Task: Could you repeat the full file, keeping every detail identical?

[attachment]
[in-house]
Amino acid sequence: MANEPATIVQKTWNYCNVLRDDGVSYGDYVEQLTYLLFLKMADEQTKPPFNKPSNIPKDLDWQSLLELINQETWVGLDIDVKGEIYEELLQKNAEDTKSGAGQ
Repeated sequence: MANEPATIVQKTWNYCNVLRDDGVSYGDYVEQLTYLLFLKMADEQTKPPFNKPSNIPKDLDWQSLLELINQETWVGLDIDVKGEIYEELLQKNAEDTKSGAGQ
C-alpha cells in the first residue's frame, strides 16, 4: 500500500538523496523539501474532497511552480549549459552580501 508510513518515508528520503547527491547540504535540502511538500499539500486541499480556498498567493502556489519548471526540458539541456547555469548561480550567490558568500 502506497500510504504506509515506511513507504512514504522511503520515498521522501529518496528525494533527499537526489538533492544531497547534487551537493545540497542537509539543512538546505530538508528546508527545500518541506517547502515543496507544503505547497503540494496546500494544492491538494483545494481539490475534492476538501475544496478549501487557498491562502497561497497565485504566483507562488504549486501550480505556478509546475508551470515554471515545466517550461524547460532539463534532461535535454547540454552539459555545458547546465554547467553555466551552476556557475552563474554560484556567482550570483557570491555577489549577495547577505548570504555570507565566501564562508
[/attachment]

[in-house]
Amino acid sequence: MANEPATIVQKTWNYCNVLRDDGVSYGDYVEQLTYLLFLKMADEQTKPPFNKPSNIPKDLDWQSLLELINQETWVGLDIDVKGEIYEELLQKNAEDTKSGAGQ
Repeated sequence: MANEPATIVQKTWNYCNVLRDDGVSYGDYVEQLTYLLFLKMADEQTKPPFNKPSNIPKDLDWQSLLELINQETWVGLDIDVKGEIYEELLQKNAEDTKSGAGQ
C-alpha cells in the first residue's frame, strides 16, 4: 500500500538523496523539501474532497511552480549549459552580501 508510513518515508528520503547527491547540504535540502511538500499539500486541499480556498498567493502556489519548471526540458539541456547555469548561480550567490558568500 502506497500510504504506509515506511513507504512514504522511503520515498521522501529518496528525494533527499537526489538533492544531497547534487551537493545540497542537509539543512538546505530538508528546508527545500518541506517547502515543496507544503505547497503540494496546500494544492491538494483545494481539490475534492476538501475544496478549501487557498491562502497561497497565485504566483507562488504549486501550480505556478509546475508551470515554471515545466517550461524547460532539463534532461535535454547540454552539459555545458547546465554547467553555466551552476556557475552563474554560484556567482550570483557570491555577489549577495547577505548570504555570507565566501564562508